What gives? Some are arguing that disruptions to industries are forcing workers to reconfigure their jobs, and that it takes time to settle into a new rhythm; others suggest that red hot job growth demands expending labor resources training new workers and bringing on less qualified, and therefore productive, workers. Our question: Could these be the rippling consequences of a remote work disruption?

Nonfarm business labor productivity, quarter-on-quarter percentage change

US Department of Labor

markets MARKETS

China flexes its delisting muscles

Five Chinese state-owned giants – energy majors PetroChina, Sinopec, and Shanghai Petrochemical; China Life Insurance, and the Aluminium Corp. of China – all announced that they will voluntarily delist their American depository shares from the New York Stock Exchange. The coordinated move seems to reflect a two-stage negotiating game on the part of the Chinese government, intended to increase both its leverage over its domestic players and that over Washington.

Some direct possible interpretations, none of which are mutually exclusive: First, that Beijing sees limited possibility for a deal with Washington regulators to avoid a mass delisting of Chinese firms. Second, that Beijing thinks a workaround is possible: Delist a subset of companies that have sensitive data, while allowing other US-listed Chinese firms to comply with US Securities and Exchange Commission rules. And third, that this is Beijing flexing its coercive muscle vice Washington regulators – and its companies – to land the deal and control it wants.

US inflation takes a (small) breather

US inflation figures are in for the month of July: Price are up 8.5 percent year over year, below expectations and lower than last month’s figure of 9.1 percent. This comes thanks in large part to a steep drop in energy prices – namely gasoline, which fell 7.7 percent last month. Meanwhile, the latest core CPI, which excludes volatile food and energy prices, is up 5.9 percent for the year, matching the previous month’s reading.

This is unquestionably a sign of relief. Stock markets cheered the news, expecting that the Fed will pull back on its rate hiking moves in response. But keep in mind that for all the incentives to declare victory, inflationary pressures remain strong. For example, food prices continue to soar: The food index saw a 12-month increase to 10.9 percent, the fastest growth since 1979; eggs are up 38 percent year over year and coffee 20 percent. And the Fed will likely continue raising rates until it sees strong evidence that inflation is falling.

Year-on-year change, monthly, of US Consumer Price Index

inflation figures

Source: US Bureau of Labor Statistics

…while China’s inflation numbers spell a different kind of trouble

Meanwhile, China’s CPI jumped 2.7 percent in July from a year earlier, the highest level in two years. The increase was driven by surging pork prices, which rose 20.2 percent last month. Strip away volatile food and energy prices, though, and you get a different story. China’s core CPI only rose 0.8 percent in July, down from 1 percent in June and hitting the lowest level in 14 months. That points to weak domestic demand, weighed down by lackluster consumer confidence, a real estate downturn, and stringent COVID-19 lockdowns. Should these trends continue, they could add up to create largescale deflationary trends. And Beijing is not indicating any monetary stimulus on the horizon; officials have hinted that broad-based cuts are unlikely and that the priority is to maintain liquidity at “reasonable” levels.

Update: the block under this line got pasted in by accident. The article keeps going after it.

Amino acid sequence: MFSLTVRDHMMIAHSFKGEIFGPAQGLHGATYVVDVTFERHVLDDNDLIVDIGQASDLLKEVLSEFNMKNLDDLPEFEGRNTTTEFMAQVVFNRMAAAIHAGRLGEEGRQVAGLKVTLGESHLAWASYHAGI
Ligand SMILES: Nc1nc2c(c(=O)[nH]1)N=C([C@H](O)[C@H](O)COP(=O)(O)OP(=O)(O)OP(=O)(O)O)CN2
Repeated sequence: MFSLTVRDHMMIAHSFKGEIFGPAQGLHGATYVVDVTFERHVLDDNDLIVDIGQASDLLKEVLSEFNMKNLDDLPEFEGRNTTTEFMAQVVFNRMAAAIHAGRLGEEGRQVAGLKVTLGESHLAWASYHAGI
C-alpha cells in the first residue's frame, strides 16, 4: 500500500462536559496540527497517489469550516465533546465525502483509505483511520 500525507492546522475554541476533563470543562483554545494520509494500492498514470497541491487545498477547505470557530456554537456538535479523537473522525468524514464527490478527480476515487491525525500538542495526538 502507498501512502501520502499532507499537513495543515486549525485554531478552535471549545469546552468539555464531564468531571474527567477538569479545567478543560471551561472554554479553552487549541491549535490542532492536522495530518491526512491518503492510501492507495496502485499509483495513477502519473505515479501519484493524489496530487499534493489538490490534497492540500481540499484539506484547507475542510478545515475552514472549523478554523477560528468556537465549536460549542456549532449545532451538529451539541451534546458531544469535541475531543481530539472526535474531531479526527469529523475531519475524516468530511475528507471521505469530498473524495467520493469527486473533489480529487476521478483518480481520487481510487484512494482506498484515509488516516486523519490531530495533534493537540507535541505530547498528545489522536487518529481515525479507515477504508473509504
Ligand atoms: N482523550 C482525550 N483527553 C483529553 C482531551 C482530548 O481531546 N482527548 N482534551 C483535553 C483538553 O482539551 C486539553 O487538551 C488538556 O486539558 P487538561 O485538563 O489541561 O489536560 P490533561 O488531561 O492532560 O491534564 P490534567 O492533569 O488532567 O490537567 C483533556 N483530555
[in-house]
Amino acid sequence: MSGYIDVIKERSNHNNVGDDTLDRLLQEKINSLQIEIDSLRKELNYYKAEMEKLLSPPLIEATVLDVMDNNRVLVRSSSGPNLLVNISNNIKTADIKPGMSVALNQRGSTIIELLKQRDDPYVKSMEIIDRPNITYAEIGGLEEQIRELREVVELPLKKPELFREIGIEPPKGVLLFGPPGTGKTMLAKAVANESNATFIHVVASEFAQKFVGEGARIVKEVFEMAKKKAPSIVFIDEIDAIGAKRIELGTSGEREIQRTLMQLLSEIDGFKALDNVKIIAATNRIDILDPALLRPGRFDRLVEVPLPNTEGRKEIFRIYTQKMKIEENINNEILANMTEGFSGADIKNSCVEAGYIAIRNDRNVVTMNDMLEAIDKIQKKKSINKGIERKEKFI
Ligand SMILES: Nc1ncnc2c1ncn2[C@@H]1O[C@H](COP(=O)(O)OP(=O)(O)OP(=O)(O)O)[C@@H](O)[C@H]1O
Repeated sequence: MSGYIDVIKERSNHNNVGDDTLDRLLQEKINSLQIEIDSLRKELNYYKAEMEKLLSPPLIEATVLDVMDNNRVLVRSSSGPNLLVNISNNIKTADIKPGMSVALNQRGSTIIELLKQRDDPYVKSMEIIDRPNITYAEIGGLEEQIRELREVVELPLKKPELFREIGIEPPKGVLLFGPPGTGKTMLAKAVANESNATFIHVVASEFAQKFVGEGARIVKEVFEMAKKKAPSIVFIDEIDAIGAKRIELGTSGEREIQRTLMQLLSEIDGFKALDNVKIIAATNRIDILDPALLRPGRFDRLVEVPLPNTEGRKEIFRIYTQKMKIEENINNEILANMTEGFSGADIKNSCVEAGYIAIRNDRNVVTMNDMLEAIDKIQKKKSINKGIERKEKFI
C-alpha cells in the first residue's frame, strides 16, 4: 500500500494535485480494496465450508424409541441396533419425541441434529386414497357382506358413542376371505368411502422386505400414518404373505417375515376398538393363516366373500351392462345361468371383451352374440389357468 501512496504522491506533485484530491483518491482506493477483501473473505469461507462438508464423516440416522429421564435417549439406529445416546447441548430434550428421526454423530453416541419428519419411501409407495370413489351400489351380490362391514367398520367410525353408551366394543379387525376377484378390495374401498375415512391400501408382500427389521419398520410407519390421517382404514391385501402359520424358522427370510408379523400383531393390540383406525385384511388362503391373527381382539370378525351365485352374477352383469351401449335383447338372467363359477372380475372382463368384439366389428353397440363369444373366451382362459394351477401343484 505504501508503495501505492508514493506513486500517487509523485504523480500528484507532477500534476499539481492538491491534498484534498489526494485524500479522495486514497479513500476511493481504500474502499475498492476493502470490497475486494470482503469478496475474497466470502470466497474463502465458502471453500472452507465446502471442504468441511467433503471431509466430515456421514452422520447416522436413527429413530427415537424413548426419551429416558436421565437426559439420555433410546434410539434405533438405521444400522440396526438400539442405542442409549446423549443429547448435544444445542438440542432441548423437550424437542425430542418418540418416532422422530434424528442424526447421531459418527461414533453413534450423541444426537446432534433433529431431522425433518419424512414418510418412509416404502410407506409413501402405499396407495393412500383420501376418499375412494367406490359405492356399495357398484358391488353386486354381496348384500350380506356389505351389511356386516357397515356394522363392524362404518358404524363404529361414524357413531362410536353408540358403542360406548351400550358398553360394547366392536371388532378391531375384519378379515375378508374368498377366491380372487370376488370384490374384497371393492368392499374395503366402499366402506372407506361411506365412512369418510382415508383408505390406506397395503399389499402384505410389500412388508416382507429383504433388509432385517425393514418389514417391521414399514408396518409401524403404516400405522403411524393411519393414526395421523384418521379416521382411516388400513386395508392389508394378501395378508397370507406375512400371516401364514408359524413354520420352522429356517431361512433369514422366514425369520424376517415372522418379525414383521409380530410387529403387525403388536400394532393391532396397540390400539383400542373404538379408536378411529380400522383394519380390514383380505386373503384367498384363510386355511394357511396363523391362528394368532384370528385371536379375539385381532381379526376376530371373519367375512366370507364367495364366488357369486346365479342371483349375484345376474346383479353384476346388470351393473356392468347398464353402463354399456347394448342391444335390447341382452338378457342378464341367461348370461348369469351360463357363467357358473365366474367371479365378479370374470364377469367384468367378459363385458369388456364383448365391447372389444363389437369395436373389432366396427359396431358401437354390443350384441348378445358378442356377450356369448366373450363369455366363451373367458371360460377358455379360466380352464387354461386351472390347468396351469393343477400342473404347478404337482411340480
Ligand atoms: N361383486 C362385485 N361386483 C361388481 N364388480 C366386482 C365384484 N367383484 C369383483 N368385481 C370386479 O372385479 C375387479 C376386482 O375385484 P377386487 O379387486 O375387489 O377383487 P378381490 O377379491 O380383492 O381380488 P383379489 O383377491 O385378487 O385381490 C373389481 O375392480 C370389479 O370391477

The IRA to automakers: work for your EV tax credits

The Inflation Reduction Act is moving along: It passed the Senate 51-50 last Sunday (Aug. 7), cleared the House on Friday, and now heads to President Joe Biden’s desk. A major component of the 740 billion USD bill is 370 billion for climate change, including tax incentives to spur EV demand. But those come with a critical condition: Sourcing rules put in place by Senator Joe Manchin require that for an EV to receive the tax credit, at least 40 percent of critical minerals used in its battery must be sourced from the US or a free trade partner by 2024. That threshold will ramp up to 80 percent by 2027. Carmakers are throwing a tantrum. But this condition could contribute precisely the carrot-stick combination US industry needs: At least in the short run, most US EVs do not meet the requirement. Here therefore is the push that carmakers need get cracking on minerals extraction and processing investments.


(17 + 1) – 3  = ?

And then there were 14. Latvia and Estonia this week quit China’s trade-focused clique of 17 Central and Eastern European countries, following Lithuania’s departure last year. This is another sign that Beijing’s efforts aggressively to pursue economic ties with Europe are losing momentum – in large part a function of close China-Russia ties, Chinese strong-arming, and, a product of both, growing tension between Beijing and Brussels. Beijing will undoubtedly now redouble efforts to solidify relations with and influence over other allies, both those remaining in 14+1 and elsewhere in the international system. Note for example Beijing’s ambitions to transform the Pacific island chain, including through sweeping agreements with Pacific island nations to expand Beijing’s presence in security and regulatory affairs.

The bigger question: What comes next for Latvia, Estonia, and Lithuania? It’s one thing to reject China; another thing to find an alternative. The crucial follow-up for these countries and, especially, the major incumbent international leaders is to build strategic multilateral alliances.